Ask a Question
Notify Me On Question Update
Email this Question
Do you have tips for success with African violets?
Rate This FAQ
First discovered in the country of Tanzania, African violets are native to eastern Africa. A baron from Germany spotted the delicate flowers and sent them back to his native country for research. For the first few years they were only grown in botanical gardens and conservatories. It wasn't until 1926 that they were introduced to the commercial industry in the United States.
Since introduction, African violets have become one of the most popular house plants grown in this country. They have been crossed, radiated and mutated to develop new colors and flower shapes. About the only colors African violets are not available in are yellow, orange and a vivid red. African violets can be touchy about their surroundings and growth requirements but, if given proper care, will bloom and look attractive most of the year. Here are some tips:
* Start with a potting soil mix that drains well. Some nurseries sell potting mixes specifically formulated for African violets. When creating your own soil mix, be sure it drains well and is not easily waterlogged.
* and has drainage holes in the bottom. Sometimes African violets are planted in pots with large drainage holes, but the pot is then placed in a colorful aluminum foil liner that nullifies the ability of the pot to drain. These plants die quickly from root rot.
* insect or disease. Check the top inch of the soil. If it is still moist, the plants do not need to be watered. Once the top inch of soil dries, water thoroughly, allowing the water to drain out the bottom of the pot.
* African violets bloom best when crowded. The leaves should hang above the soil but not touch the edge of the pot where salts collect that can injure the plant. If leaf stems lay across a wet rim of the flower pot, they may rot. To prevent this, cover the rim with paraffin or aluminum foil.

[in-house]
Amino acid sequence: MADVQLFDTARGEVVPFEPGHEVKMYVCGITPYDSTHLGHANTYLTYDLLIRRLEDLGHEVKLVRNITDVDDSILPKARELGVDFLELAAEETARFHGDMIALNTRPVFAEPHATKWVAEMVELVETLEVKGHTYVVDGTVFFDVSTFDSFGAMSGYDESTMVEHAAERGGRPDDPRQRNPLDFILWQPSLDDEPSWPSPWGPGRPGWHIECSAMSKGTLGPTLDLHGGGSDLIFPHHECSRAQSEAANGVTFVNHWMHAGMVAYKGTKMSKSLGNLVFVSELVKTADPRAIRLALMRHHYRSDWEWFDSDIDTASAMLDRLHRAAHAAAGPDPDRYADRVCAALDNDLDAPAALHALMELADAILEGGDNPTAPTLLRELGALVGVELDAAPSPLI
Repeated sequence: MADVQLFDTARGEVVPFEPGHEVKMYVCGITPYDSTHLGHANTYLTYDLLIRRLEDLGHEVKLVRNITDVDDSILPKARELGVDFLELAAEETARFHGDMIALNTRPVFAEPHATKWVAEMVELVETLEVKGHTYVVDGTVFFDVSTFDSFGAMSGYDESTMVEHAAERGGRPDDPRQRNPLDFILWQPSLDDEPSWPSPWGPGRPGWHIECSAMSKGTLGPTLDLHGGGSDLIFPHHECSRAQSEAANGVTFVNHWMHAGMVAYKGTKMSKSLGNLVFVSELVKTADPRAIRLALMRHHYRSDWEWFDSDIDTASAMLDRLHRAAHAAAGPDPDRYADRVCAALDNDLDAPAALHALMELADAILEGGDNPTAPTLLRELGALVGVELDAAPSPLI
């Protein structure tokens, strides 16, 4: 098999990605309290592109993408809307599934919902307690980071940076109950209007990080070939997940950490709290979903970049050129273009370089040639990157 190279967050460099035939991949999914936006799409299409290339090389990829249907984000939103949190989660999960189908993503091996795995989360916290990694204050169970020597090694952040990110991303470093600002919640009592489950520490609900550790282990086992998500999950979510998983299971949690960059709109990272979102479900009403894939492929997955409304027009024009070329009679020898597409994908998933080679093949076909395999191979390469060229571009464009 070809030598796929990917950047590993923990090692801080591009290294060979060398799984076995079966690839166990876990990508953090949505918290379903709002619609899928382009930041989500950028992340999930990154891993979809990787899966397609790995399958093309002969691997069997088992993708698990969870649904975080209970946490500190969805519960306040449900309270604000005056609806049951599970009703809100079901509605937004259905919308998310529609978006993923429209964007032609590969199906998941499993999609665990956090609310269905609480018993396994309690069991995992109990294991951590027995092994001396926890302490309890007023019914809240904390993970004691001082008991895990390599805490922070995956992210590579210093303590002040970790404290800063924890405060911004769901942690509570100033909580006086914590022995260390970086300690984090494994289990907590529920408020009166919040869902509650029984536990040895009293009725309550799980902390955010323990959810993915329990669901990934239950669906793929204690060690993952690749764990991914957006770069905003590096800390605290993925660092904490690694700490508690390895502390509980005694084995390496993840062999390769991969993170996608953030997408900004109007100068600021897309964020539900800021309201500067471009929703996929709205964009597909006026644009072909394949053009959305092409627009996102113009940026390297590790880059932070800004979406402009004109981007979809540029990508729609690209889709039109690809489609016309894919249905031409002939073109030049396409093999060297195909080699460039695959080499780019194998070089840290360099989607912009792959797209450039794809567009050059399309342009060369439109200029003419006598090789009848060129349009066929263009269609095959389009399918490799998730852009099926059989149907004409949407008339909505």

* African violets do best in bright, indirect light. Place them in a room that receives about 12 to 15 hours of light a day. A room with a southern exposure is best, or one with large windows facing east or west. If fluorescent lighting is used to supplement sunlight, be sure to provide a minimum of 15 hours of light a day. The lights should be placed within 6 to 12 inches of the plant.
* African violets prefer daytime temperatures around 70 degrees, and cooler nights of about 65 degrees. The higher the humidity the better. Utah is not known for its high humidity, so this may need to be supplemented by using a humidifier or a humidifying tray.
* Fertilize plants with a product specifically designed for African violets. Apply it monthly from spring through fall. Let the plants slow their growth during the winter by reducing the amount of fertilizer. If minerals from fertilizing accumulate on the soil surface, water heavily to flush the soil, allowing them to drain well, or repot.
* Only a few pests bother African violets. However, the leaves and flowers should be inspected periodically for any visible signs of insects or damage. Remove dead flowers when they begin to droop.
Submit Your Suggestion
Other Questions In This Topic
- When is the best time of year to reseed my lawn? The weeds and spurge are out of control. Should I rototill the lawn to remove all the weeds first?
- I live in Toquerville, 20 miles north of St. George, but still just as hot. I'd like to plant a medium to large tree in my front yard to shade the garage a little. There is no grass, no regular water. I will be watering it by hand/hose until it's established & then would like something that could tolerate hot, dry summers. Maybe the Texas Honey Mesquite or African Sumac. Do you have any suggestions for me?
- What do the numbers on the fertilizer package mean?
- When is the best time to seed native grasses such as streambank and western wheatgrass into an existing Kentucky Bluegrass lawn? Some of what I've read leads me to believe that it would be best to seed in late fall so the seed will germinate in the spring. But I wonder if it would be better to seed in early fall after stressing the KBG. I will also be seeding sheep fescue, but I've seen conflicting information on whether that is native or introduced. My goal is to have a lawn that can survive with no water, and stay green with very little water.
- What's killing Spruce and Pine trees in Utah?
- What fall gardening tasks will help reduce plant pests next year?
- Will hydrangias and dogwood trees grow in South Jordan?
- What herbicide/killer do we use to eradicate "salt cedar" & cheat grass??